“We are not your kind” impresses listeners

Jordan Hay, Writer

Slipknot, the Iowa-based metal group, is back with their third #1 album on the charts and sixth studio album “We Are Not Your Kind.”

In the two-decades-long history of Slipknot, there have been many shake-ups and tragedies along the way. With longtime drummer Joey Jordison stepping away from the band after their fourth studio album “All Hope is Gone” and the tragedy of losing their original bassist, Paul Gray, in 2010, the group has had to endure a lot of hardships.

More recently, Chris Fehn, a percussionist who has been with Slipknot since before the release of their first studio album, split from the band in an ugly fashion and dropped a lawsuit on the band for supposedly withholding payments from him.

Even with the relatively ugly history that Slipknot has gone through, they continue to release very quality material. “We Are Not Your Kind” fits into this category as well.

The album opens up with an intro track as all Slipknot albums do. It sets the mood and has a good segue into the real first track “Unsainted.”

“Unsainted” is a great example of Slipknot going back to its heavier roots, as we saw on their second album “Iowa.” The song is a tremendous way to kick off this album and is arguably the best track on the album.

One notable item when listening to this album is the improvement of Slipknot’s leadman Corey Taylor’s vocals. This could be a product of him not smoking or drinking anymore.
Slipknot has been making music for over 20 years now. “WANYK” is possibly the most experimental the group has been since at least its self-titled album.

Even though the band showed signs of experimentation with their sound, there is a lot left to desire from these points in the album. Interlude tracks like “Death Because of Death” and “What’s Next” are the weakest points of the album. These interlude tracks don’t do a very good job in leading into the next track either. They feel very out of place. Executed better, these would be great points in the album.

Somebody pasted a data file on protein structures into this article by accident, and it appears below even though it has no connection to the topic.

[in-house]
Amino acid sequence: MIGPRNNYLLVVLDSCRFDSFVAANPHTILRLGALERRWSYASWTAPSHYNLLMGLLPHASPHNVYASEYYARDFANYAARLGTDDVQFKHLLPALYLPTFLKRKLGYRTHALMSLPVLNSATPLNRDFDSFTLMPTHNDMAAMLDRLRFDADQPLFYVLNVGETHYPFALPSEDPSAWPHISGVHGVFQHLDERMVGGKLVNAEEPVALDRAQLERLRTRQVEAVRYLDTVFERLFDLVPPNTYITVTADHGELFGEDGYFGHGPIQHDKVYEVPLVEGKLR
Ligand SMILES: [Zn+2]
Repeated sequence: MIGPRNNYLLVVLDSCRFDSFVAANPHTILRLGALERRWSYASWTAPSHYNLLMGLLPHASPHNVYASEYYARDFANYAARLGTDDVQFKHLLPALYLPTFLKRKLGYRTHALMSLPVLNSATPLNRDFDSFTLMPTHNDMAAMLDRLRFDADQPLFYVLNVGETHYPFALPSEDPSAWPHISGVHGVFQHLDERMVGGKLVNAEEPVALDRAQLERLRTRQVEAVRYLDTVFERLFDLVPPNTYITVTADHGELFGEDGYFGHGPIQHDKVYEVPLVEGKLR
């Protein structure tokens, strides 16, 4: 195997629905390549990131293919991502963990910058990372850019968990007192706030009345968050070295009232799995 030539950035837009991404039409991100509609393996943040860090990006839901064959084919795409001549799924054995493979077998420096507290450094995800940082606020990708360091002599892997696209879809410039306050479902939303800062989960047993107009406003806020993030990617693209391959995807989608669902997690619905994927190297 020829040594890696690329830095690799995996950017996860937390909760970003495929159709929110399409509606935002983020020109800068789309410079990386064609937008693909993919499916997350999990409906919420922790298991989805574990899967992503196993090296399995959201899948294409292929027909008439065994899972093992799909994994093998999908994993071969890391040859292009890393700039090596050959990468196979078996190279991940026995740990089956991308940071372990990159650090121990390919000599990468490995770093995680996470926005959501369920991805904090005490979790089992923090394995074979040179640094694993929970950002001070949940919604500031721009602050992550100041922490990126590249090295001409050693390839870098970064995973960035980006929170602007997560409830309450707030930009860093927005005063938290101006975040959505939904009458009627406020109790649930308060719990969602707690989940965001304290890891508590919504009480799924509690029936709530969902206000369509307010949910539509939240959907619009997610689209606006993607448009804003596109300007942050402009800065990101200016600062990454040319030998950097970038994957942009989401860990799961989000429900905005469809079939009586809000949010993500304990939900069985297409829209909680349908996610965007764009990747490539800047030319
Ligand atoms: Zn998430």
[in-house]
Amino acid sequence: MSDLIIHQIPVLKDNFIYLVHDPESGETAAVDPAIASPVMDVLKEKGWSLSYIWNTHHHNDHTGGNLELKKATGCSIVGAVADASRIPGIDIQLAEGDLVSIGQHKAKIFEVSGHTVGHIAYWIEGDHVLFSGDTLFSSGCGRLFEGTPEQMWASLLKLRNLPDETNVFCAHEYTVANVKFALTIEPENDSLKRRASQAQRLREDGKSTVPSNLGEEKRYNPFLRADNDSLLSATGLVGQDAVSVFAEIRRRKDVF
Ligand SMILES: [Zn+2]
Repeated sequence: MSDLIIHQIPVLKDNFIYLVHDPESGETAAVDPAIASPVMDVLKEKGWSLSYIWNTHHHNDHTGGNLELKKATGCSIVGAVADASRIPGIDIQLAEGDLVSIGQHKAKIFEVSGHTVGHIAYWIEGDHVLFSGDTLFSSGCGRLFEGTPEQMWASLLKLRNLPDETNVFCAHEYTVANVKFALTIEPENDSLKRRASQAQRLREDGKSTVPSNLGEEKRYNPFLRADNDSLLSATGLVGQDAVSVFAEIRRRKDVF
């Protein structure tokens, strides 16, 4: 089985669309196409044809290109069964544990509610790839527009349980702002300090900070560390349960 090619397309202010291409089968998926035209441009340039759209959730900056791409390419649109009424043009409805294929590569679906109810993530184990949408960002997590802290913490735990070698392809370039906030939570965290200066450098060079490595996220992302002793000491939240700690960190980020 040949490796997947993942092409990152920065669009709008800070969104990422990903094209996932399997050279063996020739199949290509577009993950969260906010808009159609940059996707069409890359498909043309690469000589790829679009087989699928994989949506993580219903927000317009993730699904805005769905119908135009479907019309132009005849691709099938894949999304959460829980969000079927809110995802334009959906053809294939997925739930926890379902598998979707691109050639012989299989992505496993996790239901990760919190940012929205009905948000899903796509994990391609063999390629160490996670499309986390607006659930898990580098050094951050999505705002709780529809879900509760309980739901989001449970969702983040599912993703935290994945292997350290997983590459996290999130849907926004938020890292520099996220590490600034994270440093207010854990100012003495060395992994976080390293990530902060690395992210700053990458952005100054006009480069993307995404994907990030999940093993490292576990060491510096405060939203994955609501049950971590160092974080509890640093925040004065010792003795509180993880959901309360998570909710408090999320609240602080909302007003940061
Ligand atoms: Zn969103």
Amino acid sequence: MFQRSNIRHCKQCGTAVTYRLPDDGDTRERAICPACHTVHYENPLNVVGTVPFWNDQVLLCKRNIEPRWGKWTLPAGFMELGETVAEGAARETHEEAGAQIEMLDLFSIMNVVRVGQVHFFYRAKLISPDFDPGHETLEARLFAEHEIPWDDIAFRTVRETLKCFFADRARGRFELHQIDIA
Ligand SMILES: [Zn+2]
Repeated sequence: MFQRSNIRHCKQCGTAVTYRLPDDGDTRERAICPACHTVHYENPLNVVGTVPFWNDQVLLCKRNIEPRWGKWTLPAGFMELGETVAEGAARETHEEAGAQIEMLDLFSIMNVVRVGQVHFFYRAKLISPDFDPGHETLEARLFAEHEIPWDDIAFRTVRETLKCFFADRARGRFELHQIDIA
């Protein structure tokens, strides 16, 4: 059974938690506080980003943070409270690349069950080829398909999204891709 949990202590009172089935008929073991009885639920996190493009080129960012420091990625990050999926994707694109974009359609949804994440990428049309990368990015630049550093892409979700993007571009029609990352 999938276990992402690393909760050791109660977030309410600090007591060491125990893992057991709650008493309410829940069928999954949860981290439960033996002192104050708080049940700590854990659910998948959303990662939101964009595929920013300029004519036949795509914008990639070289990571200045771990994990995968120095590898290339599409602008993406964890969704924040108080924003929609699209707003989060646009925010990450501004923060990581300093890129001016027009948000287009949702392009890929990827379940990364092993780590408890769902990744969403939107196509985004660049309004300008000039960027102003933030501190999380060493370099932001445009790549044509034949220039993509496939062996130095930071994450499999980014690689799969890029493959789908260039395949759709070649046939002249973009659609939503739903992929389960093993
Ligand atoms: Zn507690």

nother example of a song where Slipknot explores a different sound is the song “Spiders.” This track is very cheesy lyrically and doesn’t add much to the album as a whole.

With these tracks, it reminds me of the complaint that I have about every Slipknot album. Their albums feel very bloated at times. I believe this album would be better if these weren’t on the tracklist. With the runtime being over an hour-long, I feel like there is some trimming that could have happened. I do admire their attempts, however.

A very good example of an experiment on this album is from the track “My Pain.” This very ominous and brooding track is one that you wouldn’t expect from a band like Slipknot. It is a lowkey but also very emotional cut on this LP.

Another minor complaint about this album is the lack of guitar solos from Mick Thomson and Jim Root. Both of these guys are tremendous guitar players, and I wish they were featured a little bit more on the album.

Overall, this album has very high-highs and some low-lows but overall shines through as a well-constructed album.